New Year's Day 2021 - Hoppin' John by Dudgrick Bevins (rated R)

She had said it that morning. She said it aloud, her eyes closed — all the rules followed: “white rabbit, white rabbit, white rabbit.” In response, Ernest rolled over and rubbed his wife’s swollen belly: “Are you craving rabbit stew now or worried about the white elephant gift?” In the light of the morning, white light through white gauze curtains falling on white sheets and a tangle of white legs.

“Oh,” she said, “it’s a good luck thing, Ernie. Nothing, really.”

He had laughed at her comment, saying, “I’m not sure you starting the year off with superstitions is all that helpful when you know this white elephant’s trunk always delivers.”

In that moment he had been in her hand. She had squeezed. She had released, smiling into his eyes as she heaved her delicate, yet gravid, body out of their cloud heavy bed. “Don’t lecture me about superstition when we have to get ready for your mother’s new year breakfast.”

With a groan he tucked himself into the waistband of his briefs and launched himself out on his side, saying, “at least you don’t have to go with a hangover.” For a moment, both remembered the previous night: stars, his cocktails, her grape juice, champagne flutes, clinking. Twenty-eight days from the due date: things were coming together — right.

“Every morning is a hangover for me right now,” she had said to him as they met at the end of the bed with an underwear-clad kiss, “thanks to you.”

He had responded with a sly wink of one blue eye, “you were there too, I recall.” This sentence was repeated an hour later as Ernest pulled his red truck into his mother’s driveway. Harmony was naming on each finger the family members she would feel obligated to remember.

“Yes, but that was a year ago, exactly.” Before opening the door, she sighed and saying, “Terry and Terrie, Chrissy and Christopher, Gene and Jean...”

“It’s not that bad,” he had said, kissed by the sun as his mother met them on the porch with gentle hugs.

“What’s not that bad?” slipped out of Ernest’s mother’s mouth.

“Oh, Harm’ here, keepin’ the homonyms straight.” She smacked him gently on the arm when he spoke. It would have been harder if his mother had not been watching, as she hated both that nickname and being embarrassed.

“It’s not her fault everyone married their twin,” the mother teased politely as Harmony nodded with her arms crossed. “And,” she added, “you should bring her around more if you want her to learn names.” At that she slapped even more gently than Harmony had at her son’s arm. “Come in now,” she had said, and they did as Harmony looked around as the brown grass and dried corpses of four-o’clocks and spider flowers in white light of the sun.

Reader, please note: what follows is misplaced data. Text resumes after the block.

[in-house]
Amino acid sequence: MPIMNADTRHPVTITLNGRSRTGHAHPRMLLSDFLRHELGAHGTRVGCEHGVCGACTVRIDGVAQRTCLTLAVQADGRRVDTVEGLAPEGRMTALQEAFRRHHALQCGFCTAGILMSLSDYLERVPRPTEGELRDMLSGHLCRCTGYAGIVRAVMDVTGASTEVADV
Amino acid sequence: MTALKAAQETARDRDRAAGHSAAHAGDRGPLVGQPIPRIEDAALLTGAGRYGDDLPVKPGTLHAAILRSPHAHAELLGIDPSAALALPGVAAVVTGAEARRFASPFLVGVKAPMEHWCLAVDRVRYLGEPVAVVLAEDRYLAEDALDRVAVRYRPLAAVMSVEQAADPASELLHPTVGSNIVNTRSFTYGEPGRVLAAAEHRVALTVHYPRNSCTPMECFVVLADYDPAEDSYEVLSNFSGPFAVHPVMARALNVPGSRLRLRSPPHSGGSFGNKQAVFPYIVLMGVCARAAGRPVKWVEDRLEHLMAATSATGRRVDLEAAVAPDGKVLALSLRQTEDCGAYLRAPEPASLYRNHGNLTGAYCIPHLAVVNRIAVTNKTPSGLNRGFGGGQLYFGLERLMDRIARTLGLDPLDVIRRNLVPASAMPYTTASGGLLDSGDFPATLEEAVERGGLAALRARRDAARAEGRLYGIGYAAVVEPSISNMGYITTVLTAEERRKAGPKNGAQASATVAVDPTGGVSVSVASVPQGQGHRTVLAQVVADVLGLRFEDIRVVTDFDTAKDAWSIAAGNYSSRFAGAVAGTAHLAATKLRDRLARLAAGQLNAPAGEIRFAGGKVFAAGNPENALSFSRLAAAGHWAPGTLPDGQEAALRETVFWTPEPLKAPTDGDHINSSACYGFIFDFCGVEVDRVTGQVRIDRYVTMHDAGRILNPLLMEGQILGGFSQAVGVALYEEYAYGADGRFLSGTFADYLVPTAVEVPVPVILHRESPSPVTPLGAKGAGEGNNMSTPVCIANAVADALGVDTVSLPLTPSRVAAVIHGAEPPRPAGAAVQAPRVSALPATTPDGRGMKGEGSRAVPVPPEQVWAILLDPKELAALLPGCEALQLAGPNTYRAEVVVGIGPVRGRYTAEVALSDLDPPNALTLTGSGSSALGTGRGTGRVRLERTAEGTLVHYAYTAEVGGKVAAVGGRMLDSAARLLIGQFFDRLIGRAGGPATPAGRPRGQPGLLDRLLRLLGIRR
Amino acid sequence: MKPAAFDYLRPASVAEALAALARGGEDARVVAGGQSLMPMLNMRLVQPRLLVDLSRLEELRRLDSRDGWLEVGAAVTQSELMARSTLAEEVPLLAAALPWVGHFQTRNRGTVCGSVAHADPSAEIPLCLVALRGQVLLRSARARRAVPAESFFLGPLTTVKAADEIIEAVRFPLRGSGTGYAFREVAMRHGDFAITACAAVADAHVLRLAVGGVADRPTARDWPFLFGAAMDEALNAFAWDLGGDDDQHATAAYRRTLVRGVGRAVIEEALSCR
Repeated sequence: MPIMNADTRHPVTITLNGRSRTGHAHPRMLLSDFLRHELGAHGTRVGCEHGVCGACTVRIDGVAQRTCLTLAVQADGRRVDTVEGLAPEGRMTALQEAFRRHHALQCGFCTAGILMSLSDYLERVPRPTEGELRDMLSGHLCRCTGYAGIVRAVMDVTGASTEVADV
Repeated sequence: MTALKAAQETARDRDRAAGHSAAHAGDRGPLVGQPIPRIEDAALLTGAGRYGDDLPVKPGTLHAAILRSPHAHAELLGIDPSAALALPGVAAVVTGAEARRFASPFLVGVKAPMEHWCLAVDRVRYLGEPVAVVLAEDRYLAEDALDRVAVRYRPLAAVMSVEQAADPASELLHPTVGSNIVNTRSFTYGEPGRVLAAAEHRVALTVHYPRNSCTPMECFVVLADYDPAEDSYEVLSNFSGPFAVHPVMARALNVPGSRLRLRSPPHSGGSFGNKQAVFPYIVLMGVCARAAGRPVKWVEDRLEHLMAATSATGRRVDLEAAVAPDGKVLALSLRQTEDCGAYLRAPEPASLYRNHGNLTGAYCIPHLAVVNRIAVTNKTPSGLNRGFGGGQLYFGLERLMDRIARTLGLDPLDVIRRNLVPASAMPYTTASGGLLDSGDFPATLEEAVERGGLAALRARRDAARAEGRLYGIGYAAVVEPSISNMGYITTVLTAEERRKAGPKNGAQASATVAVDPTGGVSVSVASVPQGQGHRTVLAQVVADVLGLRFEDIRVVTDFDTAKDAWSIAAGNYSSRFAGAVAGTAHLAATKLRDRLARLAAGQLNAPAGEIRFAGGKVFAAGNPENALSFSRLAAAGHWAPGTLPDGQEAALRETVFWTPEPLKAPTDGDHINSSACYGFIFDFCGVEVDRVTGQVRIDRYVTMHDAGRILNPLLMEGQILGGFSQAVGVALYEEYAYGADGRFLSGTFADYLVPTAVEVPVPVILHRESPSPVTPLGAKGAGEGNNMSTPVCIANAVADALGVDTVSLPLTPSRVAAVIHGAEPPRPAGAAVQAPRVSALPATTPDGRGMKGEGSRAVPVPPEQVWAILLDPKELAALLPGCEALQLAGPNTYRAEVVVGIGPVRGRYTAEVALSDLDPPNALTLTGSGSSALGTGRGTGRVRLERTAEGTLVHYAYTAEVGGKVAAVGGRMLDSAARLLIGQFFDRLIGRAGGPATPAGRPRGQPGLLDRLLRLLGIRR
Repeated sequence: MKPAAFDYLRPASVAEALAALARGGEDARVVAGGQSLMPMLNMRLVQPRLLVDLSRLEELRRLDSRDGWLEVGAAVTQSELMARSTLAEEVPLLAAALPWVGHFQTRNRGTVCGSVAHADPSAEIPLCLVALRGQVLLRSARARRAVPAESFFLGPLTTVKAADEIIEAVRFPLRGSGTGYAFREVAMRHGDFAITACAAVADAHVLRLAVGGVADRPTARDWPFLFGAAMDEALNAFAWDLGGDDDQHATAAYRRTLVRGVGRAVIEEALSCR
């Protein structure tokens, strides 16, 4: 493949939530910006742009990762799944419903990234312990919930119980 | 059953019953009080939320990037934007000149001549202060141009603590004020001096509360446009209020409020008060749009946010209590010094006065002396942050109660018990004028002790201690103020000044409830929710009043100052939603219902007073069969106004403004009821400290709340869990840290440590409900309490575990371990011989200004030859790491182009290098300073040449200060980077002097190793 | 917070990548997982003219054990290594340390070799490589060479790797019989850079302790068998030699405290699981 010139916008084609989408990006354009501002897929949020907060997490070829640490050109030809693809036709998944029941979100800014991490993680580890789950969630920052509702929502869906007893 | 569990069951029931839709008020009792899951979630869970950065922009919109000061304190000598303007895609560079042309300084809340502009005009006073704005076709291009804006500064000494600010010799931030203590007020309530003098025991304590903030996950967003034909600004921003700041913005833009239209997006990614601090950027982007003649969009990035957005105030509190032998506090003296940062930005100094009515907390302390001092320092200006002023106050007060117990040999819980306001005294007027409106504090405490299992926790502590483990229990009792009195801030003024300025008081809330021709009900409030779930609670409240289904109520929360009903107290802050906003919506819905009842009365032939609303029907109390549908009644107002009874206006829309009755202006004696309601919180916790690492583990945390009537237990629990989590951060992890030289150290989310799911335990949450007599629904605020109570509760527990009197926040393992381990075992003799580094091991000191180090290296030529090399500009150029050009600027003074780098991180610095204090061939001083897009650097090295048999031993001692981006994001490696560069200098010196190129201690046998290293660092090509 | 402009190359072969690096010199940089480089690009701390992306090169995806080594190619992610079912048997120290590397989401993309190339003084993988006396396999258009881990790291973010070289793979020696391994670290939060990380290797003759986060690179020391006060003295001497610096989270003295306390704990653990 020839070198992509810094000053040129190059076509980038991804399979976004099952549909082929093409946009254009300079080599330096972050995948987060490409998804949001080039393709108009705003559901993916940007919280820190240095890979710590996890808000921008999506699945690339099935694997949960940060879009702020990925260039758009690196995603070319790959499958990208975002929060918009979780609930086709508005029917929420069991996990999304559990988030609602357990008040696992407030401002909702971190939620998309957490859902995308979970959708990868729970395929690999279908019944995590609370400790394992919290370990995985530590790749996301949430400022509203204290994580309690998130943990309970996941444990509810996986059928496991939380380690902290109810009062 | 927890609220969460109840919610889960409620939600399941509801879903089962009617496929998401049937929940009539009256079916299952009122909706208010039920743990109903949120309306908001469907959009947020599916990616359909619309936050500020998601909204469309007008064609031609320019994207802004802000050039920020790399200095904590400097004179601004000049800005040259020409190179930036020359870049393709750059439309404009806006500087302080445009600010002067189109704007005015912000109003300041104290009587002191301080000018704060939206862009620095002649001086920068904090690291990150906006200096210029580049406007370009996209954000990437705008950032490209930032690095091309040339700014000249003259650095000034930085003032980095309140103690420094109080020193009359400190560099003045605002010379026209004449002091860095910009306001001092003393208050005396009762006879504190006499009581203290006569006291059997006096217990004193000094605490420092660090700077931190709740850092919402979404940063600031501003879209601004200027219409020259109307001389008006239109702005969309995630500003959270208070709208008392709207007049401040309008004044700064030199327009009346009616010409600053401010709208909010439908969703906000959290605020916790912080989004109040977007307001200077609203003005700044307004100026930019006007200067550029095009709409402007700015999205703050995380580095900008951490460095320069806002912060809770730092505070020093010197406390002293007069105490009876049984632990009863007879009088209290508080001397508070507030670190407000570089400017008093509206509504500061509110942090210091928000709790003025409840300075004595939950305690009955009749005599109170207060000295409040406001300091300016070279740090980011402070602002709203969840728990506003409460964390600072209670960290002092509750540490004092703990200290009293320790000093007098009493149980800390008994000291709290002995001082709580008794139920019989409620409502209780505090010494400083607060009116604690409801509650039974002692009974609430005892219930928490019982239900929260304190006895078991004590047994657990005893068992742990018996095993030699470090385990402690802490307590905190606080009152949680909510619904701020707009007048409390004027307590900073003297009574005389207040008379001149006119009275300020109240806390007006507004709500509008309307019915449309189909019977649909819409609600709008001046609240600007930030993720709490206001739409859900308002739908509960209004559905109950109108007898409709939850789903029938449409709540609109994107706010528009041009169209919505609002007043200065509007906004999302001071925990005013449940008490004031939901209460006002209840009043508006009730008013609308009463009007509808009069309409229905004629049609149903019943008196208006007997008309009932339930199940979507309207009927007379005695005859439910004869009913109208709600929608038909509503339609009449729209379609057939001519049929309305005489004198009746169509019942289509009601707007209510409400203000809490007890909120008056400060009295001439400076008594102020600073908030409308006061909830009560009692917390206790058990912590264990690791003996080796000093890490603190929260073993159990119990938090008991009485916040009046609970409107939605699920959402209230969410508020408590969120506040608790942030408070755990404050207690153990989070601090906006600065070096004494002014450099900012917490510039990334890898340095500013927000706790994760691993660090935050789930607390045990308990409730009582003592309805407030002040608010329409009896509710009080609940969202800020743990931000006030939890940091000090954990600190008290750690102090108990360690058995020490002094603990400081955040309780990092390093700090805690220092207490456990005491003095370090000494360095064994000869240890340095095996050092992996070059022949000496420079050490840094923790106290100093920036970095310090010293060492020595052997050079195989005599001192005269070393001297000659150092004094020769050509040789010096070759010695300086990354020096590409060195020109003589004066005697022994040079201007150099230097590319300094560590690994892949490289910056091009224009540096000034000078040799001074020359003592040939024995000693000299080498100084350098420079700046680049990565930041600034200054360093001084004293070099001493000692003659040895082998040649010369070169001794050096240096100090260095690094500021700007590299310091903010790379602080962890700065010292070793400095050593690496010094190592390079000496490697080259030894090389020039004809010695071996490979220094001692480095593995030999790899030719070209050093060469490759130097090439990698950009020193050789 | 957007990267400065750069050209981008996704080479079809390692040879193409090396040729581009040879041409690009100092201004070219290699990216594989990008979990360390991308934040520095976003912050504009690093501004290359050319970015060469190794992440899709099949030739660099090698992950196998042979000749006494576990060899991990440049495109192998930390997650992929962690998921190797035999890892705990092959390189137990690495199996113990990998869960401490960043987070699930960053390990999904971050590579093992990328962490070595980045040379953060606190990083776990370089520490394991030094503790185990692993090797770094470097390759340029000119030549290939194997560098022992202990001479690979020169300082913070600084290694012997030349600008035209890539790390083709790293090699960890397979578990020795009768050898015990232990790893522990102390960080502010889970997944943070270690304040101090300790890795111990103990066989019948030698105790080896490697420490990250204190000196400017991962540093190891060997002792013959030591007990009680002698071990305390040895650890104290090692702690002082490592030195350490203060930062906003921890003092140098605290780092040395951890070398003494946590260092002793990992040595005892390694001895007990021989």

She had taken the moment to remember saying “white rabbit” in the darkness of her eyes; and as Jean passed her the cornbread and Gene passed her the collard greens, she chose to remember that remember on the porch, how she had thought the thought of thinking “white rabbit” and the baby inside her kicked just as a real white rabbit hopped through Ernest’s mother’s yard and into the cold blacktop roadway. She had sat both dishes down and chosen to remember the rabbit and the kick and the pristine velvet coat, as Chris and Chrissy quarreled lovingly with the others. She had asked, “what is the cornbread for, again?”

The mother answered in one breath, passing more food to Harmony: “The cornbread is gold, the collards are dollar bills, black-eyed peas are coins, and hog jowl is prosperity —“

“Ma,” he had said, leaning against the pine wood chair, bleak winter in full nakedness glowing through the window, “it’s all about money... money... money...”

“Oh Ernie, it’s about tradition more than money...” she sighed and everyone except Harmony recited in unison, as if singing in church: “it’s about people coming together!”

Harmony had been uncomfortable in the silence she occupied in the family choir. The child, too, felt some unnameable discomfort, Harmony thought as it kicked like a wild hare in the burrow of her body. She spoke through the family laughter: “My people had their traditions too... long histories,” she said starting to slur ever so slightly. “The God of Gateways opened... the door to the coming... darkness.” She felt, in that moment, a distortion: the infant drumming an ancient rhythm, it’s limbs reaching into hers, the faces around the table elongating, everyone’s perfect white outfits glistening in sparks of blue and purple and the iridescent black-green of stained glass dragonfly wings.

She had chosen to speak despite the heaviness of her head and the darkening of the room under the weight of Ernest’s family’s tinny cackles: “and Janus was there when the rabbi circumcised Jesus on this day, when he was named... eight days... after his birth...” She had felt their hands upon her heavy body; opalescent, gentle but forceful, they sparkled as they pulled her up. Drunk, but not drunk, she said, “and... then Janus and Jesus arrived... Catholics to Celts... calendar interrupted... labor of months...”

She had sensed her own heaviness. The weight of each limb, the gravity of her holy womb, each pulled into the earth as the reverse of a seed in doing. Dragged off like brush to a bonfire at autumn’s end, the whiteness of her world, she had felt, was collapsing ever inward; but, like the Earth’s own persistence to spin, she chose to speak.